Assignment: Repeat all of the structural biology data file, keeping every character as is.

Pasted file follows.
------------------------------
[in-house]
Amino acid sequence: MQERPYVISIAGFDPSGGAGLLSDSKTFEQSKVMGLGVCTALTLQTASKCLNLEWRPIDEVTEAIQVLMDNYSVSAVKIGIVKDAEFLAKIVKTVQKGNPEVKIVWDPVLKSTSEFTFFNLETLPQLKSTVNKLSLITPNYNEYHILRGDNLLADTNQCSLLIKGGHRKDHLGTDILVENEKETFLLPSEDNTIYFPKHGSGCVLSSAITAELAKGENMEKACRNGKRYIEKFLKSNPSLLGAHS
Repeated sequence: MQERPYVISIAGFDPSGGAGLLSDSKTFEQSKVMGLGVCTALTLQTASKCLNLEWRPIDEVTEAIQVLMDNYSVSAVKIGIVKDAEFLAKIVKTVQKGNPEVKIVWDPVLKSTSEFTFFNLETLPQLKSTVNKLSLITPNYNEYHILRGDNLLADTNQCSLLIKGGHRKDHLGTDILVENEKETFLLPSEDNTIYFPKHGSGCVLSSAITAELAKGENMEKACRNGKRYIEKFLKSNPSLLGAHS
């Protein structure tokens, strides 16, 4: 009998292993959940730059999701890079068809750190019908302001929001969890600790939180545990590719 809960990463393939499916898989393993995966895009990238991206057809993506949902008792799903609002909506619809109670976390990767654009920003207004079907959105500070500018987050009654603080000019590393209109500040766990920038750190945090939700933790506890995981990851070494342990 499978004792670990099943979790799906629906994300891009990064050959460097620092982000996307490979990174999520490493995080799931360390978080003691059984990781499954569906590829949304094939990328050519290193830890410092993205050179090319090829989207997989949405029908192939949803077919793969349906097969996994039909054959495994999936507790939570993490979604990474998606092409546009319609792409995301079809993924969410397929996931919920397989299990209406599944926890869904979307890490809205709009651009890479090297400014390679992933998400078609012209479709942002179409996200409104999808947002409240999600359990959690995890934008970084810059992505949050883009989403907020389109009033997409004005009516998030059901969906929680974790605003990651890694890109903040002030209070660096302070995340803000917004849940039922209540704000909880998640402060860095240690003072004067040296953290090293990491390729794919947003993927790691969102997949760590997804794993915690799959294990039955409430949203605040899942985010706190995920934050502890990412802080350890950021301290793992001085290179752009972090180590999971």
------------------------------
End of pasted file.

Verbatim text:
[in-house]
Amino acid sequence: MQERPYVISIAGFDPSGGAGLLSDSKTFEQSKVMGLGVCTALTLQTASKCLNLEWRPIDEVTEAIQVLMDNYSVSAVKIGIVKDAEFLAKIVKTVQKGNPEVKIVWDPVLKSTSEFTFFNLETLPQLKSTVNKLSLITPNYNEYHILRGDNLLADTNQCSLLIKGGHRKDHLGTDILVENEKETFLLPSEDNTIYFPKHGSGCVLSSAITAELAKGENMEKACRNGKRYIEKFLKSNPSLLGAHS
Repeated sequence: MQERPYVISIAGFDPSGGAGLLSDSKTFEQSKVMGLGVCTALTLQTASKCLNLEWRPIDEVTEAIQVLMDNYSVSAVKIGIVKDAEFLAKIVKTVQKGNPEVKIVWDPVLKSTSEFTFFNLETLPQLKSTVNKLSLITPNYNEYHILRGDNLLADTNQCSLLIKGGHRKDHLGTDILVENEKETFLLPSEDNTIYFPKHGSGCVLSSAITAELAKGENMEKACRNGKRYIEKFLKSNPSLLGAHS
């Protein structure tokens, strides 16, 4: 009998292993959940730059999701890079068809750190019908302001929001969890600790939180545990590719 809960990463393939499916898989393993995966895009990238991206057809993506949902008792799903609002909506619809109670976390990767654009920003207004079907959105500070500018987050009654603080000019590393209109500040766990920038750190945090939700933790506890995981990851070494342990 499978004792670990099943979790799906629906994300891009990064050959460097620092982000996307490979990174999520490493995080799931360390978080003691059984990781499954569906590829949304094939990328050519290193830890410092993205050179090319090829989207997989949405029908192939949803077919793969349906097969996994039909054959495994999936507790939570993490979604990474998606092409546009319609792409995301079809993924969410397929996931919920397989299990209406599944926890869904979307890490809205709009651009890479090297400014390679992933998400078609012209479709942002179409996200409104999808947002409240999600359990959690995890934008970084810059992505949050883009989403907020389109009033997409004005009516998030059901969906929680974790605003990651890694890109903040002030209070660096302070995340803000917004849940039922209540704000909880998640402060860095240690003072004067040296953290090293990491390729794919947003993927790691969102997949760590997804794993915690799959294990039955409430949203605040899942985010706190995920934050502890990412802080350890950021301290793992001085290179752009972090180590999971």